The lives lost and economic suffering due to the COVID-19 pandemic is a dark legacy of 2020. But amid the grim reality and grief have been a number of silver linings. For businesses and governments responding to the immediate crises of the pandemic, new funding for priority projects has helped fuel changes that had been on a much slower track and that promise to benefit citizens and customers for years to come.
Government services is a prime example of this. Digital transformation projects and other modernization efforts may have been on the technology roadmaps of government organizations for a long time. But finding the money to pay for modernization programs and make them work across agencies just wasn’t how government had ever functioned.
That’s because government is organized from the inside out, according to Casey Coleman, senior vice president of global government solutions at cloud-based CRM giant Salesforce. Coleman should know. She previously served as CIO for the US General Services Administration, an agency of the US government established to manage and support the basic functioning of federal agencies.
Here’s how Coleman explains it. An individual may qualify for multiple government services — Medicare, child welfare, and unemployment benefits, for instance. But these services are organized and operated by different teams that have different funding, different systems, and different rules to follow.
“That inside-out view is natural when you understand how government is created and authorized and funded and operated,” Coleman said. “But it’s not the way we look at services as recipients and as citizens and taxpayers.”
Today’s citizens have grown accustomed to the more modern customer services they get from businesses. You can order your lunch ahead of time via an app and pick it up at the restaurant. Or you can order an Uber. Or you can pay your bills from your mobile device. As consumers we are now used to being able to do things fast and we prioritize convenience.
But that’s not how government is set up. Each agency has its own team and systems. If you want to get a driver’s license, you need to go to the DMV. There is no one-stop shopping.
“The way government is structured operationally makes it a big challenge,” Coleman said. It’s difficult to fund a digital transformation across agencies or a project that will work across agencies.
While plenty of businesses cite their siloed operations as a roadblock to progress, governments may be even more prone to this kind of impediment.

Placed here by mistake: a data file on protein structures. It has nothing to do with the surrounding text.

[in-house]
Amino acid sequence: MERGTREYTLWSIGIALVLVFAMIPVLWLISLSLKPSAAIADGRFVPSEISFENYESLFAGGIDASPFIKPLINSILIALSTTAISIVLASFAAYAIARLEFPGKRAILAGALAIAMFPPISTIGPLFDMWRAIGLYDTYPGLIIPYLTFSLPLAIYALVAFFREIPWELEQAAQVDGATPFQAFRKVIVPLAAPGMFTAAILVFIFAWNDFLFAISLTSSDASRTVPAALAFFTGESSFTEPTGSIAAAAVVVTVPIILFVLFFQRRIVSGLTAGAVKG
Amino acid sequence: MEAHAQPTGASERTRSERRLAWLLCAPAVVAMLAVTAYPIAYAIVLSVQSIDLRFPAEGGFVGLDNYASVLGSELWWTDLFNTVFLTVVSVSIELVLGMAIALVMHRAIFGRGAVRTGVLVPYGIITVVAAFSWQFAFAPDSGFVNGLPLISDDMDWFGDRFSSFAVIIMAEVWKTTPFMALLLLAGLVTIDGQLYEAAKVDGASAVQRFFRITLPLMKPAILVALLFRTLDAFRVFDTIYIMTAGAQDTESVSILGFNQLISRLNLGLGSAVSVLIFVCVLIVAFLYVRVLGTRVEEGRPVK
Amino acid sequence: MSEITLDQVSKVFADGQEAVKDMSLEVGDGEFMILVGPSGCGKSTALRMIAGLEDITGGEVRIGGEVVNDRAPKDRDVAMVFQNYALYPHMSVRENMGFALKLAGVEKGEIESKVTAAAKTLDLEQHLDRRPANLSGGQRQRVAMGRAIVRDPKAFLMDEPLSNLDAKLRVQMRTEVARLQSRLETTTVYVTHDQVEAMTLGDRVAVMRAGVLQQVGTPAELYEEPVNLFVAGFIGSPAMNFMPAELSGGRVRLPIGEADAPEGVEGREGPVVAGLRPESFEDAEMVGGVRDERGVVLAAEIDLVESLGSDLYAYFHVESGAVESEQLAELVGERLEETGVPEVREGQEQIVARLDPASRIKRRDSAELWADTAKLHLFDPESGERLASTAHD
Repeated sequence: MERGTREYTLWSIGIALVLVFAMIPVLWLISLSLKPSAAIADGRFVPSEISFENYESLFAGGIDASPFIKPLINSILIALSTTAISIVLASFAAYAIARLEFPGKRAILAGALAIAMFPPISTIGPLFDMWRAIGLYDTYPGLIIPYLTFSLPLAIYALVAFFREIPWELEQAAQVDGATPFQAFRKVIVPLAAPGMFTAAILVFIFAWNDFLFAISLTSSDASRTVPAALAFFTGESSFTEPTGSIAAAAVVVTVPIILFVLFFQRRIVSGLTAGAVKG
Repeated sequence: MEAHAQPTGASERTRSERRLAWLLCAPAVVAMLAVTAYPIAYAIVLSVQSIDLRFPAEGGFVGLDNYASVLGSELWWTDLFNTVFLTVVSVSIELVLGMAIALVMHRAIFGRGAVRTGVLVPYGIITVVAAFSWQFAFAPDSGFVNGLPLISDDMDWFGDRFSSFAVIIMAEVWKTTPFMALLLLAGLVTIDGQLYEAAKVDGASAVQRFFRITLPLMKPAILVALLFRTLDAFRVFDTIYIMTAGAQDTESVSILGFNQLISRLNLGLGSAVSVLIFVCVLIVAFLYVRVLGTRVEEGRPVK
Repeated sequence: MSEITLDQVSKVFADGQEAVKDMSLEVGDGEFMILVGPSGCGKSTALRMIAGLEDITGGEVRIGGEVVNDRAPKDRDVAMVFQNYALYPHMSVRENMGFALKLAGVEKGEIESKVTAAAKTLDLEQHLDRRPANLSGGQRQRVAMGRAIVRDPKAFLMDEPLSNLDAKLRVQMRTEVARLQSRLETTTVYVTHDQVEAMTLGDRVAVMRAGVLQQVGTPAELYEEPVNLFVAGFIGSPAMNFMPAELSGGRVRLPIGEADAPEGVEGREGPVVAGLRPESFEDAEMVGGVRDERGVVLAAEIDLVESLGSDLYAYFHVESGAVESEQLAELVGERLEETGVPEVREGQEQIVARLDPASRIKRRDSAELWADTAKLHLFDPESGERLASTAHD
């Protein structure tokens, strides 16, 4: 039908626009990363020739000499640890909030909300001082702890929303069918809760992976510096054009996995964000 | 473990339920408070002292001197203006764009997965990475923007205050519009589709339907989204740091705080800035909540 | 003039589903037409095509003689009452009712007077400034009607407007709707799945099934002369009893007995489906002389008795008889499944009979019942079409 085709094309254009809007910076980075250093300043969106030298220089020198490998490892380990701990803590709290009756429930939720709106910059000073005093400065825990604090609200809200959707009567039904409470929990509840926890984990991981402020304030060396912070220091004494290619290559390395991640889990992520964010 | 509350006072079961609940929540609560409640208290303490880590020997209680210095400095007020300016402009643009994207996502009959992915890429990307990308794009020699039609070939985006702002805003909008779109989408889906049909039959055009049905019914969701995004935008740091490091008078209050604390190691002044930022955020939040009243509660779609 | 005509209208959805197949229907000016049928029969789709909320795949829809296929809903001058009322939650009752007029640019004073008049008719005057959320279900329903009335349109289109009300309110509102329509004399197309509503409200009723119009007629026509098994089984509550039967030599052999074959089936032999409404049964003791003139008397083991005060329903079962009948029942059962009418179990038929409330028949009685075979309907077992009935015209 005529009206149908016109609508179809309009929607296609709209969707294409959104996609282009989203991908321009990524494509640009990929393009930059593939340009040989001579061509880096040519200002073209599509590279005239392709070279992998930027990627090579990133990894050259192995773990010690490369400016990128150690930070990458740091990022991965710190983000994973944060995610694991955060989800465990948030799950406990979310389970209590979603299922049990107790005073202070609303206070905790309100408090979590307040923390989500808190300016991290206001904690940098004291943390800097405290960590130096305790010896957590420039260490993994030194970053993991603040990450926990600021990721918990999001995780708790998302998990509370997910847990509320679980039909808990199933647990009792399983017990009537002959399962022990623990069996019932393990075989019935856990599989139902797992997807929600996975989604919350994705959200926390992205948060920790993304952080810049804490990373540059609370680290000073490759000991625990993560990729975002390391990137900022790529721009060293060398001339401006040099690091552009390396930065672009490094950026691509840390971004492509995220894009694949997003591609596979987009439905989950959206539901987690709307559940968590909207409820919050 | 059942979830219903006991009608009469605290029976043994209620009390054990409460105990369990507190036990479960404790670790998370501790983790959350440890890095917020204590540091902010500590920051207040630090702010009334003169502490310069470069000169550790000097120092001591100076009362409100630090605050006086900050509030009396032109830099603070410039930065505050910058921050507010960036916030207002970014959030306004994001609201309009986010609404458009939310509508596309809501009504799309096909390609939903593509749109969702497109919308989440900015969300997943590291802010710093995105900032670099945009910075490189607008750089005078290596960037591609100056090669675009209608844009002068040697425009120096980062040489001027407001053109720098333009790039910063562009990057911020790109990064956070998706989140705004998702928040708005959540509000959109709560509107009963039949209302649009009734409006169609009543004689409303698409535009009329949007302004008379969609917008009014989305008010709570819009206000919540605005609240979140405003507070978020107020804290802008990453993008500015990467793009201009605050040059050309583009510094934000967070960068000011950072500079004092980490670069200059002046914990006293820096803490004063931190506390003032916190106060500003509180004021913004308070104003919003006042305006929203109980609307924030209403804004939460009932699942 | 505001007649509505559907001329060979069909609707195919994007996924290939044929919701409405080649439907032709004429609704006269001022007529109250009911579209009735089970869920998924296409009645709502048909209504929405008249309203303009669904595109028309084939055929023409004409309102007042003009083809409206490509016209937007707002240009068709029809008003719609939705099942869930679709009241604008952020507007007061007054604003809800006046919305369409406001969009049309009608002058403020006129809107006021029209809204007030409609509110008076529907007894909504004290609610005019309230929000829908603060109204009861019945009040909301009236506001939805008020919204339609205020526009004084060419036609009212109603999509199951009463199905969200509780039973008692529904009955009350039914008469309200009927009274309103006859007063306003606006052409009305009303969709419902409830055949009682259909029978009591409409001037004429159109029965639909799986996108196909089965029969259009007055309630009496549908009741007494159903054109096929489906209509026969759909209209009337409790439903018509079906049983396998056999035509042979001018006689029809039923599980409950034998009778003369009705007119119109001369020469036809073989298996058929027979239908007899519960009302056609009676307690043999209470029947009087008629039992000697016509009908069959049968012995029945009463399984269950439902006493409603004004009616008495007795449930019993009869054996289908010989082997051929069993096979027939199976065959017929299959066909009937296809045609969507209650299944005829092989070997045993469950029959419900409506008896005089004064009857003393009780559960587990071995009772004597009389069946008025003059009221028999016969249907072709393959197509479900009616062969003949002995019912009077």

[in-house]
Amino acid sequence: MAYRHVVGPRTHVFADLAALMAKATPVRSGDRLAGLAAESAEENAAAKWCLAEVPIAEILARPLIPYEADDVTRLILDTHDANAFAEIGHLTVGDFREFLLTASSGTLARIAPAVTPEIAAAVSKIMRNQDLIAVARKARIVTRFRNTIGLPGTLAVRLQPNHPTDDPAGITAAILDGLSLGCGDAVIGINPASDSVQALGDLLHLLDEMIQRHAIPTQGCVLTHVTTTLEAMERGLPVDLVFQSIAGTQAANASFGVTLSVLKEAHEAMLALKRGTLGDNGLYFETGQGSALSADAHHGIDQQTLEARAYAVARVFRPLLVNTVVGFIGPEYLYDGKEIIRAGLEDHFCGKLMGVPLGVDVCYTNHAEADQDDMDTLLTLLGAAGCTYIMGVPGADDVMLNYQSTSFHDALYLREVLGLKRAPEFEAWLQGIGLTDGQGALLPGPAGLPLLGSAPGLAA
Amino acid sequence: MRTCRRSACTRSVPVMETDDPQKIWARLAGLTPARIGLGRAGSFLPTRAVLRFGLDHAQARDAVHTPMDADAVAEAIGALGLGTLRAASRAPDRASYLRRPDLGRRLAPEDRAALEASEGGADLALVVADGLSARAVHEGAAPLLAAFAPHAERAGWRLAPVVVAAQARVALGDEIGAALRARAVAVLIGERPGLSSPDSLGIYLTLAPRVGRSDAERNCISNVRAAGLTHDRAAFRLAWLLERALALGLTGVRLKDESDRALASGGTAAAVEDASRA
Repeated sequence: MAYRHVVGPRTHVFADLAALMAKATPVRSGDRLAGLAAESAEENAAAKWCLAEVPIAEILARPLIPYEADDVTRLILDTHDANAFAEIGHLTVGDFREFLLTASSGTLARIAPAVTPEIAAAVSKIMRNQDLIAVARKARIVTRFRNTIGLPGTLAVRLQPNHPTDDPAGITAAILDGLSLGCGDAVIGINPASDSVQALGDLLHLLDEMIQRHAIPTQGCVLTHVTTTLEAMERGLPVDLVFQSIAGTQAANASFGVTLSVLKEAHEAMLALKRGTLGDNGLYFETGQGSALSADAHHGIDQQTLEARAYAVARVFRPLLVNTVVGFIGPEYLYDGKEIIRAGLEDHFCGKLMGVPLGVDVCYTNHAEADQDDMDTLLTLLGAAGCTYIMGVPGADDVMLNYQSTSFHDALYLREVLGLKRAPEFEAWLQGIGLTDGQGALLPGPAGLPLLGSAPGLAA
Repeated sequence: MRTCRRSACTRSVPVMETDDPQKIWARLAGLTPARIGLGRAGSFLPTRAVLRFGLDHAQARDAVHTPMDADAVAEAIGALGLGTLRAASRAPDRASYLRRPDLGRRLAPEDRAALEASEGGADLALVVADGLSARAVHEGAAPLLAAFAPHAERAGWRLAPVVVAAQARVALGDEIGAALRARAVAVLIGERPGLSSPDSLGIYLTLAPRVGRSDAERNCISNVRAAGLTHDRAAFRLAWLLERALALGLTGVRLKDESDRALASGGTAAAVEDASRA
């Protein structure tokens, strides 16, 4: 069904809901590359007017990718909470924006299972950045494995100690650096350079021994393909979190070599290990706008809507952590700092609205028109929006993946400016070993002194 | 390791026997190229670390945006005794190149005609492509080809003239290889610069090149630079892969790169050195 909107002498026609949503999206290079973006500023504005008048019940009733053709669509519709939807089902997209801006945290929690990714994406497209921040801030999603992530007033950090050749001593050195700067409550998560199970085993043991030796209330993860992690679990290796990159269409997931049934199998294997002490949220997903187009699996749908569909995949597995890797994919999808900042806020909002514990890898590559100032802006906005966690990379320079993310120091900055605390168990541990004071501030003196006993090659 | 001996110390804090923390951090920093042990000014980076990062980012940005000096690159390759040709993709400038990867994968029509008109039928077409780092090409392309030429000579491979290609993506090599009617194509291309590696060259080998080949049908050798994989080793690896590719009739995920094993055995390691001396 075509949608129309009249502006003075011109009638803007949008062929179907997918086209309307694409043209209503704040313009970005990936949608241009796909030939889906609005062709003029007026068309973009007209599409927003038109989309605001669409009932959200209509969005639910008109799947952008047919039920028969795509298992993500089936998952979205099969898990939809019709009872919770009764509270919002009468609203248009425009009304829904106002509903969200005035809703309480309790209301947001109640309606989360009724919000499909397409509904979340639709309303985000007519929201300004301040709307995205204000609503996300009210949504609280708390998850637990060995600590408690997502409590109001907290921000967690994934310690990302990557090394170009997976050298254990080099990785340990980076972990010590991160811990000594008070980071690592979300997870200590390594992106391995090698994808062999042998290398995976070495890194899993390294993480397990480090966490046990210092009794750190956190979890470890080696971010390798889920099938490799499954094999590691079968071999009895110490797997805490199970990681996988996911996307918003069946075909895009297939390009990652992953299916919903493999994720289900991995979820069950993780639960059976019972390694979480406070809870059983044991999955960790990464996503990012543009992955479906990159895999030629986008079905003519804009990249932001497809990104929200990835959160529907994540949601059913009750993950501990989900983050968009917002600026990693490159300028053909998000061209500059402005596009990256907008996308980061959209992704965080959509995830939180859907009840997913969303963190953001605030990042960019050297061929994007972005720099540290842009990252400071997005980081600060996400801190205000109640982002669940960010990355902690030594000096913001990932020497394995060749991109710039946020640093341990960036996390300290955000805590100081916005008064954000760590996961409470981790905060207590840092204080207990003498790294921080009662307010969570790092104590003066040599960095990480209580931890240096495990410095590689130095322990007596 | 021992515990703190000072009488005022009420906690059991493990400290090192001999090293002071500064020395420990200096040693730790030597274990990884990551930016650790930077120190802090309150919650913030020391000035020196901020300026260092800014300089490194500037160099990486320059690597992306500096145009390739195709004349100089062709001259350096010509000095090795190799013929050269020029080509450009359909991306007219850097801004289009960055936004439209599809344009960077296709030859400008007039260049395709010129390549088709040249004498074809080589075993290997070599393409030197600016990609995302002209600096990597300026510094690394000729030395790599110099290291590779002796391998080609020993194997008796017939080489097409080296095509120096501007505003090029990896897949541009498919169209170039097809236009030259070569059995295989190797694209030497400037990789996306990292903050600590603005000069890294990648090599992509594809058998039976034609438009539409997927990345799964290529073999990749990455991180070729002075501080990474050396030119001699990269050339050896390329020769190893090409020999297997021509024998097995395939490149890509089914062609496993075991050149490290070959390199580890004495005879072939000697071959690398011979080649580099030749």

But that doesn’t mean the interest in modernization isn’t there. For instance, in 2019, state CIOs were certainly interested in deploying automation, machine learning, RPA, and chatbots, according to the 2019 State CIO Survey conducted by NASCIO (National Association of State CIOs). But these state IT executives said that finding the right use case for these technologies was still a top consideration. They hadn’t done it yet.
That search is over. The pandemic created many use cases. A report from NASCIO released in June 2020 revealed that three-fourths of state governments were deploying chatbots to assist with questions on unemployment insurance, general COVID-19 questions, or other spikes in inquiries due to the pandemic.
Just like in their business counterparts, the higher need in governments for service delivery due to the pandemic has loosened up the purse strings of budgets for funding priority projects to meet spikes in demand.
Coleman says the funding for these priority projects have come from a mixture of sources, and it varies according to the different levels of government. Funds may come from the general IT budget, and all states have rainy day funds, according to Coleman.
“But there’s been a lot of special funding allocated for the pandemic response in general,” she said, via Congressional action designed to help COVID-19 relief.
States have put it to good use. The NASCIO report estimates that about half of the states are now using a chatbot on their unemployment web sites.
“Staff at state unemployment offices found themselves spending much of their day answering questions instead of processing or adjudicating claims,” NASCIO said in the report. “Scaling up staff at call centers was necessary, and then many turned to chatbots to answer frequently asked questions.”
That was the case for the Texas Workforce Commission, which received 98,000 online claims in a single day on April 2, 2020. The commission scaled up call center employees and hours and also added “Larry the Chatbot” to the commission’s website to assist with the online traffic. The commission said that it took just four days to get Larry up and running with help from AWS and Accenture, according to the NASCIO report.
The Texas use case is one of many for states that were driven by the need to respond in the pandemic.
Beyond unemployment use cases, states have found many other ways to use chatbots to help with spikes in demand during the pandemic: for instance, answering health-related COVID-19 questions, and helping small businesses with COVID-19 related loans and grants.
Expect the use cases to keep coming, even if we eventually overcome this coronavirus pandemic.
“All the states we talked with said they believe the use of chatbots on state government websites will continue long after the pandemic,” the NASCIO report said.
Read more about chatbots and AI here:
The State of Chatbots: Pandemic Edition
5 Chatbot Use Cases to Steal
Top 10 Data and Analytics Trends for 2021
CIOs Brace for 2021: A Bumpy Ride With Lots of Opportunity
Jessica Davis has spent a career covering the intersection of business and technology at titles including IDG’s Infoworld, Ziff Davis Enterprise’s eWeek and Channel Insider, and Penton Technology’s MSPmentor. She’s passionate about the practical use of business intelligence, … View Full Bio